They never fine cities high enough. Millions of gallons go in the sea. Not just Seattle. Fine them and buy boaters any poop system they want with the money. That would show the fallacy of worrying about the boats compared with the cities. Of course this is very typical, if you are big enough, your crimes dont seem to matter if you are a little guy. Ever wonder how most every congressman gets rich way beyond the salary he claims?
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Old 11-04-2018, 10:26   #25
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Re: Loonies Got Their Way

Personally I don't see what the fuss is about. The basic rule of discharge is 3 miles from land in the ocean. Puget Sound is not the ocean, you already should not be dumping your blackwater tank there. Why they needed a new law is beyond me.

PS is a large body of water to be sure however it is still a mostly enclosed body of water unlike a river which constantly moves all of it's water through the system. In other words, your poop doesn't magically get on the fast super underwater highway to the ocean. It sits there and the issue is human pathogens.

Lastly, who is going to check for compliance? The U.S. Coast Guard will every time they board your boat for a safety inspection or enforcement action as will any law enforcement. Having delivered boats from Seattle to Mexico for 15 years I cannot count the number of times I was boarded for safety inspections at sea and in the bays and one of the very 1st items on their checklist was the holding tank diverter wye valve. So you now have to put a zip tie on it, no big deal. Been doing that for years already as I have operated in areas of NDZ where this is required.
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Old 11-04-2018, 10:39   #26
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Re: Loonies Got Their Way

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I did not see anywhere in the article where it stated or implied this was to protect commercial interests. They said "harvest" which includes sportfishers as well.

I was just basing my comment on this bit:

ďEven small amounts of sewage discharges over or near shellfish beds can cause enough pollution to require harvest closures.Ē

I interpreted that to mean commercial shellfish farms. Admittedly I donít speak American very well so if I got the wrong end of the stick then thanks for correcting me.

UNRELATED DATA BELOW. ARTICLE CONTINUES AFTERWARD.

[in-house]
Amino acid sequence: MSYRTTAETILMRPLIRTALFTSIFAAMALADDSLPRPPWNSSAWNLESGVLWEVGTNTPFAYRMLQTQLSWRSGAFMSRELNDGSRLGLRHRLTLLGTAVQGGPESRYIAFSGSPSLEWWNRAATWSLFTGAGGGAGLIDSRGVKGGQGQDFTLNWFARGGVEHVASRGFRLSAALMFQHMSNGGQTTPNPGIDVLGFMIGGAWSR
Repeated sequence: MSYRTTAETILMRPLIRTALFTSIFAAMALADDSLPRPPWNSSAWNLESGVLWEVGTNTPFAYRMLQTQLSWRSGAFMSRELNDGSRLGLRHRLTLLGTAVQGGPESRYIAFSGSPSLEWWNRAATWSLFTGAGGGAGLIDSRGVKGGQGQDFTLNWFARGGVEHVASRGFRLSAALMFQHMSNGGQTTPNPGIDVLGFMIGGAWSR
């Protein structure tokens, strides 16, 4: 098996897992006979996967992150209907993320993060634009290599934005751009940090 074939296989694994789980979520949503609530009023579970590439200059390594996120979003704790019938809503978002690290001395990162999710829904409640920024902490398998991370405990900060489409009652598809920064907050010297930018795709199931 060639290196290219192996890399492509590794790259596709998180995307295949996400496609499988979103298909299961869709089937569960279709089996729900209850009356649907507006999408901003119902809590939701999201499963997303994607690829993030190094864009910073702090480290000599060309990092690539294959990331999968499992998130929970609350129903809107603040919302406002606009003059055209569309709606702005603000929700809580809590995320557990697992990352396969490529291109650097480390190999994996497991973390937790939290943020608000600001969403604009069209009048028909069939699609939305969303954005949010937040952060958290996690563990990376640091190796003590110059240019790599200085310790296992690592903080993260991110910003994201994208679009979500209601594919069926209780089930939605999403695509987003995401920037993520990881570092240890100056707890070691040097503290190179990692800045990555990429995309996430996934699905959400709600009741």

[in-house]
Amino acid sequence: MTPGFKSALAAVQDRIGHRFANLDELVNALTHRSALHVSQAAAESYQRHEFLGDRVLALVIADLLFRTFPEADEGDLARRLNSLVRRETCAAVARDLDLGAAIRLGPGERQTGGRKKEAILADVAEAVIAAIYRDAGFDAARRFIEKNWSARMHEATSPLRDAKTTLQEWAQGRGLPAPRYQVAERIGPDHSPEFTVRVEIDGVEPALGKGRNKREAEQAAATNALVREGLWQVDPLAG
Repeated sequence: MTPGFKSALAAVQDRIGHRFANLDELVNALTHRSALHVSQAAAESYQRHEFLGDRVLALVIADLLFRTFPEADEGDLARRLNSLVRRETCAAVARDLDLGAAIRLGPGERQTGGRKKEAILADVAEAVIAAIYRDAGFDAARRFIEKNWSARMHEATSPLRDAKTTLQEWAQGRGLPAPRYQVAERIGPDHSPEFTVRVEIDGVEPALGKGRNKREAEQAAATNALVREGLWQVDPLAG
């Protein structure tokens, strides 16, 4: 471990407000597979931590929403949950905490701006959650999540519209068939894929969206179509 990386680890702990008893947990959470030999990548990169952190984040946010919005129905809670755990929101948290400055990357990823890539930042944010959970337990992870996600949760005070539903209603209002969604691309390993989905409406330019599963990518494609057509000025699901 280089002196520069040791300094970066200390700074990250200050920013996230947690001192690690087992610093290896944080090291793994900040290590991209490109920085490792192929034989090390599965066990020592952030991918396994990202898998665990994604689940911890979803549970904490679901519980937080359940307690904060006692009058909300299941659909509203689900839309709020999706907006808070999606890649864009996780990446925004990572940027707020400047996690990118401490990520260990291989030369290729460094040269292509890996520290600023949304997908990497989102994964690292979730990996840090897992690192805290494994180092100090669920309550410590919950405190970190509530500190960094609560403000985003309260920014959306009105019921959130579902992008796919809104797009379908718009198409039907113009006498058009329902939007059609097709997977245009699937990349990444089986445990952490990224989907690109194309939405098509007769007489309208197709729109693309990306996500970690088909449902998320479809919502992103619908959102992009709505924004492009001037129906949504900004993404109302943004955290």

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Old 11-04-2018, 10:50   #27
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Re: Loonies Got Their Way

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PS is a large body of water to be sure however it is still a mostly enclosed body of water unlike a river which constantly moves all of it's water through the system. In other words, your poop doesn't magically get on the fast super underwater highway to the ocean. It sits there and the issue is human pathogens.
About 20 years ago, another spill happened in Lake Washington where the single sewage discharge pipe from the East side of Mercer Island broke apart in 30 feet of water where it remained undiscovered for almost a week.
It was theorized that a barge anchor had dragged across it, causing the break.
There is no appreciable current in the area, as it's a lake.
This happened in the summertime when a nearby swimming beach was closed, but MIRACULOUSLY it was opened after only three days.
The gummint pronounced it safe again.
Funny how that works that 3 days after a kajillion gallon output of Mercer Island into 30 feet of water and it's no big deal.

I looked for a link, but couldn't find one.
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Old 11-04-2018, 11:05   #28
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Re: Loonies Got Their Way

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I was just basing my comment on this bit:

ďEven small amounts of sewage discharges over or near shellfish beds can cause enough pollution to require harvest closures.Ē

I interpreted that to mean commercial shellfish farms. Admittedly I donít speak American very well so if I got the wrong end of the stick then thanks for correcting me.
You are correct in your assumption, it's been a "thing" up here for a while now, commercial shellfish beds and sewage issues.
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Old 11-04-2018, 11:38   #29
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Re: Loonies Got Their Way

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Originally Posted by senormechanico View Post
...ElectroScan discharge: 2 PPM which costs an amp hour per flush.

....

Let's say by not using my ElectroScan which puts out 2 PPM and instead, I pump out at a marina during a big rainstorm.
The poop will come back out to Puget Sound in a CSO at a concentration of...let's just say a heck of a lot higher than 2PPM!
First, I've never seen anyone pump out in the rain. So that is a false comparison.

Unfortunately, whoever gave you the 2ppm information was a liar, or at least intentionally told far less than the whole truth. This, summarized from the EPA evaluation of Type 1 heads:

EPA Summary Data (results in mg/L)
Annalyte After Treatment Result EPA Sewage Treatment Standard
BOD5 780 45
TSS 1,000 45
Fecal Coliform < 82 200 (swimming areas)


The data was quite variable, with standard deviations over 100%.

Typical raw sewage, as delivered to a sewage treatment plant is only about 200 ppm BOD, due to dilution with shower water and other low strength waste. Holding tank waste is considerably stronger due to reduced dilution.

The full text:
https://nepis.epa.gov/Exe/ZyNET.exe/...kPage=x&ZyPURL

Needless to say (assuming your understand the treatment chemistry), the Electroscan had zero treatment efficiency for nitrogen and phosphorous.

What the unit did was reduce viable bacteria below 2 ppm, which is admirable. But your comparison with with effluent BOD5 numbers is plainly false, comparing apples to oranges with attempting to say 2 ppm of what or 40 ppm of what.

The Electroscan sterilizes the waste, nothing more. Which may be OK.
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Old 11-04-2018, 11:42   #30
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Re: Loonies Got Their Way

I'd like to hear from Peggie about this.